CoronavirusFeaturedNewsThe SouthSider

Without visitors, Zoo is ‘strange, spooky,’ eager to reopen

With visitors absent, the St. Louis Zoo is a strange place, Zoo Director Michael Macek said. The grounds are left to the animals and a handful of keepers and veterinarians who are not working off site.

Macek talked about the Zoo in a Zoom interview with MetroSTL.

Q. How would you describe the Zoo grounds right now?

A. It’s really, really strange. I’ve been working at the St. Louis Zoo for just over 30 years. I’ve been in the field for something like 38 years. I’ve worked at two other zoos, and the St. Louis Zoo is over 110 years old, and we’ve never seen a time like this. It’s like a ghost town. It’s strange, spooky. It’s very unusual and unprecedented. We can’t wait to have our guests back.

One of the St. Louis Zoo’s outdoor exhibits soaks up a little springtime sunshine but none of the usual attention from visitors. During the COVID-19 coronavirus pandemic, visitors are barred from the zoo as well as from other such crowd-drawing venues. Photo courtesy of the St. Louis Zoo
Q. Any signs that the animals miss the people?

A. I think we have some. Certainly, they have their essential animal care staff that they see every day, but I do think that we are seeing some differences in their behavior. I know when I’m at the Zoo, maybe a couple days a week, I try to walk the grounds, and they’re certainly more interested in me than they probably normally would be. Big crowds may after a time be a little bit of white noise. A lot of the animals may enjoy interacting with guests. We have a number of animals who are like that.

Q. Any signs some of the animals are glad the visitors are gone?

A. Not necessarily. I will say some of the animals that appear to be glad that the visitors are gone are the wild ones. We are seeing, as you’ve probably seen on social media, more of the wild animals just kind of roaming around in the middle of the day that we might not normally see. Now on the Zoo grounds, we might not have much more than woodchucks or raccoons, but they are freely moving around us as if they’ve got the run of the place. 

There’s a video they show all over Europe showing wild goats and pigs walking on the streets of Paris.

A pathway in the St. Louis Zoo is eerily empty during the COVID-19 coronavirus pandemic.
Photo courtesy of the St. Louis Zoo
Q. Has the Zoo laid off anyone or had them work at home?

A. We haven’t laid off anybody to date. We have instituted salary reductions for everybody pretty much across the board. We have a handful of part-time staff that would be in a better situation if they left and took unemployment. 

Something like 80 or 85 percent are working remotely. Those who are not working remotely are animal care staff, including the keepers and veterinarians.

Q. Are you getting on some social media right now?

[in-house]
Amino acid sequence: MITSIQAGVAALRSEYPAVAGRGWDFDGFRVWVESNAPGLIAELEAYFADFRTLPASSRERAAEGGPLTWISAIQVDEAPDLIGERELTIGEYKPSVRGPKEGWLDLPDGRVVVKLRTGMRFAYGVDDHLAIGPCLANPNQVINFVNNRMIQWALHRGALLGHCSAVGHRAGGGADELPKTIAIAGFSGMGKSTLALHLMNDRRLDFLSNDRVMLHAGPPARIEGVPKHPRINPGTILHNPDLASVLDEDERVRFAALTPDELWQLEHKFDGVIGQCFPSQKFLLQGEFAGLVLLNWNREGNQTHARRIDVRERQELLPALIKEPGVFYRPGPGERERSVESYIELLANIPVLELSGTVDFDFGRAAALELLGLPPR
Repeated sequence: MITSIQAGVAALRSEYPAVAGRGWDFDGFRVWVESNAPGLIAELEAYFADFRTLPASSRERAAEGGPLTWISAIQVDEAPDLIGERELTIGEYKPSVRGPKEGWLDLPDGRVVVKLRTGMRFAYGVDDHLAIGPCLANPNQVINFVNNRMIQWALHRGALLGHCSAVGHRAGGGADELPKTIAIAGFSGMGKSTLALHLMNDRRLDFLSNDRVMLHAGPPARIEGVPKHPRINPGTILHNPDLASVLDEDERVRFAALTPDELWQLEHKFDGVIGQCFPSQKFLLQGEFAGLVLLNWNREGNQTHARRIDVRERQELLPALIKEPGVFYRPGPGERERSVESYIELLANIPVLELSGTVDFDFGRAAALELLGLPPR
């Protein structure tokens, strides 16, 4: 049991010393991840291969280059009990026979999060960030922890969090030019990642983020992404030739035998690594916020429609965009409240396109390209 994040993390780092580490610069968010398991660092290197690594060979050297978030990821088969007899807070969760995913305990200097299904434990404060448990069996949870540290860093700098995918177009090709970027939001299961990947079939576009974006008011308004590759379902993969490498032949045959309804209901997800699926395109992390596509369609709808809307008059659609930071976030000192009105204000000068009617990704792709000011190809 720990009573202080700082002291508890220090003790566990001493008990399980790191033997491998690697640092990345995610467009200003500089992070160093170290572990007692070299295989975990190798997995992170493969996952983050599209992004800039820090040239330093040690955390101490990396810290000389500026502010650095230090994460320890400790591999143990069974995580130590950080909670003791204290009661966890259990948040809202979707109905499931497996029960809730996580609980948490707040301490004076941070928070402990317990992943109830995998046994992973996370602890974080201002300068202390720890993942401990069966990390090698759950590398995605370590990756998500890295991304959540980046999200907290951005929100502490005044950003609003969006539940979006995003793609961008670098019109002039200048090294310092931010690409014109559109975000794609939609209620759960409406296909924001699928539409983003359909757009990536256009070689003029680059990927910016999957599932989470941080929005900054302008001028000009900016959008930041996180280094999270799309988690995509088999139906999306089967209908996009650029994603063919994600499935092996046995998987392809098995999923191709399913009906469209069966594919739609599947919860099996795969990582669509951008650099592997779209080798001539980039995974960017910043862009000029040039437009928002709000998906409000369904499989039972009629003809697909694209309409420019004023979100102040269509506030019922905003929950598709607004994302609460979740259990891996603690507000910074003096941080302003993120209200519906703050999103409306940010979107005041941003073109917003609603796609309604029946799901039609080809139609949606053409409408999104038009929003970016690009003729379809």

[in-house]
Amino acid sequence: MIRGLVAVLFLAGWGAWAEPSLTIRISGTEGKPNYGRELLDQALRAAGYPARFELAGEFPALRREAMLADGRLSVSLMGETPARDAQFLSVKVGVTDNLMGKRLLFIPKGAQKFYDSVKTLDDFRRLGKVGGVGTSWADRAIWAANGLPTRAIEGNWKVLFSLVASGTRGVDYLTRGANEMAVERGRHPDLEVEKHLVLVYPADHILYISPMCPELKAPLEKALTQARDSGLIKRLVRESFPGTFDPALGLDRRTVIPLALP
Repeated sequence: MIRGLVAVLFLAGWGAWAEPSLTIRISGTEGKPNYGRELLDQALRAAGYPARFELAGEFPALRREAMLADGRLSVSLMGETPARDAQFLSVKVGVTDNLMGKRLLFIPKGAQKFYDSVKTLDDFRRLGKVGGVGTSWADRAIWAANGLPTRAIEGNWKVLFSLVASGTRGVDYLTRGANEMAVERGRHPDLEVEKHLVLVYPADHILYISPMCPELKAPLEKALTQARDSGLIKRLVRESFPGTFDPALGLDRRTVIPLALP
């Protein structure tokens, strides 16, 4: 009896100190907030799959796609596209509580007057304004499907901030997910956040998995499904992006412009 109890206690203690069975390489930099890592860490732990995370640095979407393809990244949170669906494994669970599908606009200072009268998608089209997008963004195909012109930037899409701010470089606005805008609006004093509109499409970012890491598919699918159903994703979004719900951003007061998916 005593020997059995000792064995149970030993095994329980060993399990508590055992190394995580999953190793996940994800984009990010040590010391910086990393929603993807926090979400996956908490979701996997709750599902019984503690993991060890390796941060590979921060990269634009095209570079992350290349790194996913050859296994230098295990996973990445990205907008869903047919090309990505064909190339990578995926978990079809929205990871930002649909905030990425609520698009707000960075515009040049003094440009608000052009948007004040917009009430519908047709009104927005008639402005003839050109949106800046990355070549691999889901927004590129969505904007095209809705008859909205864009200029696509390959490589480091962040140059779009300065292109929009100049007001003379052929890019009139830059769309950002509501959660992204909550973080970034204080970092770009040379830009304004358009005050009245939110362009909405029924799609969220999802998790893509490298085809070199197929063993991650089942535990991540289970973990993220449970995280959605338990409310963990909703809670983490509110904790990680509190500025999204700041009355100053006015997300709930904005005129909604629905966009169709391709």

A. We’ve been doing, as you can imagine, a lot of that. All of our material has to be collected by either the keepers or the PR team or the education team. We’re doing a lot of virtual connecting with our guests through all of the formats, the virtual platforms.

On our website, we’re doing real-time webinars for the education department. We have a pretty robust curriculum anywhere from early childhood up to teens and a handful of adult programs. Every single week, we’re renewing those. One week, that actually goes out to our members, and the following week it goes out to our general public. We’re continuing to do that week after week after week.

We did social media, certainly, but not to this degree, particularly in our education department. We’re seeing 500 to 900 percent increase in some of our video views, for example.

Q. Has anything gone viral?

A. The one video that has really gone super viral is some of our penguin videos. People love penguins.

We had one video where people were going for a walk to kind of visit some other penguins that were in the building. They were sort of in the public spaces and going where they normally wouldn’t go. That really went viral. [Also] the one where we were weighing our penguins. I can’t remember the number of hits. But it was the greatest number we’ve ever had.

Q. When do you think you might open?

A. We’re starting to consider that now.  I think we’ve got plans in place. When we receive more information from the city, we will probably be ready to go within a matter of three or four weeks.

Q. Any final words?

A. I know there’s a lot of concerns about the well being of the animals. Their course hasn’t changed at all. The well being of our staff, our animals and our guests is most important to us.

We have these three keys that we weigh every decision in the Zoo by. The very first is, people matter. People are our guests and are our staff. And then our second key is, animals always. And operational excellence. Everything we do we weigh against those first two keys.

Let whoever’s going to be reading this know that the animals are fine, they’re well. Their care has not altered at all. But they miss their guests, and we do too.

When we’re we’re ready, and we can  be open and safe, please come. 

Jim Merkel Born and raised in the St. Louis area, Jim Merkel covered communities throughout the area from 1991 to 2013 for the old Suburban Journals of Greater St. Louis. He is the author of five books about the Gateway City published by Reedy Press. The latest is Growing Up St. Louis: Looking Back Through the Decades. He and his wife, Lorraine, live in the Bevo Mill neighborhood of south St. Louis with Miss Jenny the Cat. For more about Jim, visit

Related Articles

Leave a Comment

Back to top button
%d bloggers like this: